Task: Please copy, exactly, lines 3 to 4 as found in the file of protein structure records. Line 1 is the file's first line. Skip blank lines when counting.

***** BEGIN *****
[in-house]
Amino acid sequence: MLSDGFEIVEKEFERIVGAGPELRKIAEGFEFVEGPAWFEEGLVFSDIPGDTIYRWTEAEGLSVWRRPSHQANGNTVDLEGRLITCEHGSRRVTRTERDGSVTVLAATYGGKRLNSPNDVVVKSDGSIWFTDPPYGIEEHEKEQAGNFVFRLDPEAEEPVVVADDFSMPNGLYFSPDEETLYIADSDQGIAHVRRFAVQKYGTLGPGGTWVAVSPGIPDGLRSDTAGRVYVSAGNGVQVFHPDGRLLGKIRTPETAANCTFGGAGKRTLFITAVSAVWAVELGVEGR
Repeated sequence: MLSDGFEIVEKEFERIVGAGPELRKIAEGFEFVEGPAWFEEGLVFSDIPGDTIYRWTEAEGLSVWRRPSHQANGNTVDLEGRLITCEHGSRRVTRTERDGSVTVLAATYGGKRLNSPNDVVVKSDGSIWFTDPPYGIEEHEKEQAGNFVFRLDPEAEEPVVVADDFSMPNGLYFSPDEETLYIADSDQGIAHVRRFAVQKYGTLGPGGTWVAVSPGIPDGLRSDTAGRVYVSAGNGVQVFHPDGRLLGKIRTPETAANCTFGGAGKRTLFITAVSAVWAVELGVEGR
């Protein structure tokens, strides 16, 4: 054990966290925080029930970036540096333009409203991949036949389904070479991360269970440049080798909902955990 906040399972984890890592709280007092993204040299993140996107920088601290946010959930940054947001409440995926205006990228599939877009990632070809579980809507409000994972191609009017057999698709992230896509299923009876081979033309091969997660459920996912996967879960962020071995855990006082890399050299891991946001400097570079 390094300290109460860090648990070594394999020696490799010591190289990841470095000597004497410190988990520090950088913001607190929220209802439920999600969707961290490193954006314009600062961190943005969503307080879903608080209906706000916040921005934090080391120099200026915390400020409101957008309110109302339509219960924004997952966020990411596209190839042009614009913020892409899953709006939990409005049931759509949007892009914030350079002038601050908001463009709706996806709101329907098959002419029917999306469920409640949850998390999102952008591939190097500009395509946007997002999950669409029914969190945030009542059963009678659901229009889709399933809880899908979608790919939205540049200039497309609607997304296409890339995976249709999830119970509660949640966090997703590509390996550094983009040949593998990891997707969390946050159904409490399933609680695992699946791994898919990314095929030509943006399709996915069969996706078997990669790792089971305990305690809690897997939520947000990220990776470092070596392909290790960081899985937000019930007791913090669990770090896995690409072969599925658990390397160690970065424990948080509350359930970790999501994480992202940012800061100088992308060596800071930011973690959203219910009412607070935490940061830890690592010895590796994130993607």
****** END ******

Repeated sequence: MLSDGFEIVEKEFERIVGAGPELRKIAEGFEFVEGPAWFEEGLVFSDIPGDTIYRWTEAEGLSVWRRPSHQANGNTVDLEGRLITCEHGSRRVTRTERDGSVTVLAATYGGKRLNSPNDVVVKSDGSIWFTDPPYGIEEHEKEQAGNFVFRLDPEAEEPVVVADDFSMPNGLYFSPDEETLYIADSDQGIAHVRRFAVQKYGTLGPGGTWVAVSPGIPDGLRSDTAGRVYVSAGNGVQVFHPDGRLLGKIRTPETAANCTFGGAGKRTLFITAVSAVWAVELGVEGR
């Protein structure tokens, strides 16, 4: 054990966290925080029930970036540096333009409203991949036949389904070479991360269970440049080798909902955990 906040399972984890890592709280007092993204040299993140996107920088601290946010959930940054947001409440995926205006990228599939877009990632070809579980809507409000994972191609009017057999698709992230896509299923009876081979033309091969997660459920996912996967879960962020071995855990006082890399050299891991946001400097570079 390094300290109460860090648990070594394999020696490799010591190289990841470095000597004497410190988990520090950088913001607190929220209802439920999600969707961290490193954006314009600062961190943005969503307080879903608080209906706000916040921005934090080391120099200026915390400020409101957008309110109302339509219960924004997952966020990411596209190839042009614009913020892409899953709006939990409005049931759509949007892009914030350079002038601050908001463009709706996806709101329907098959002419029917999306469920409640949850998390999102952008591939190097500009395509946007997002999950669409029914969190945030009542059963009678659901229009889709399933809880899908979608790919939205540049200039497309609607997304296409890339995976249709999830119970509660949640966090997703590509390996550094983009040949593998990891997707969390946050159904409490399933609680695992699946791994898919990314095929030509943006399709996915069969996706078997990669790792089971305990305690809690897997939520947000990220990776470092070596392909290790960081899985937000019930007791913090669990770090896995690409072969599925658990390397160690970065424990948080509350359930970790999501994480992202940012800061100088992308060596800071930011973690959203219910009412607070935490940061830890690592010895590796994130993607």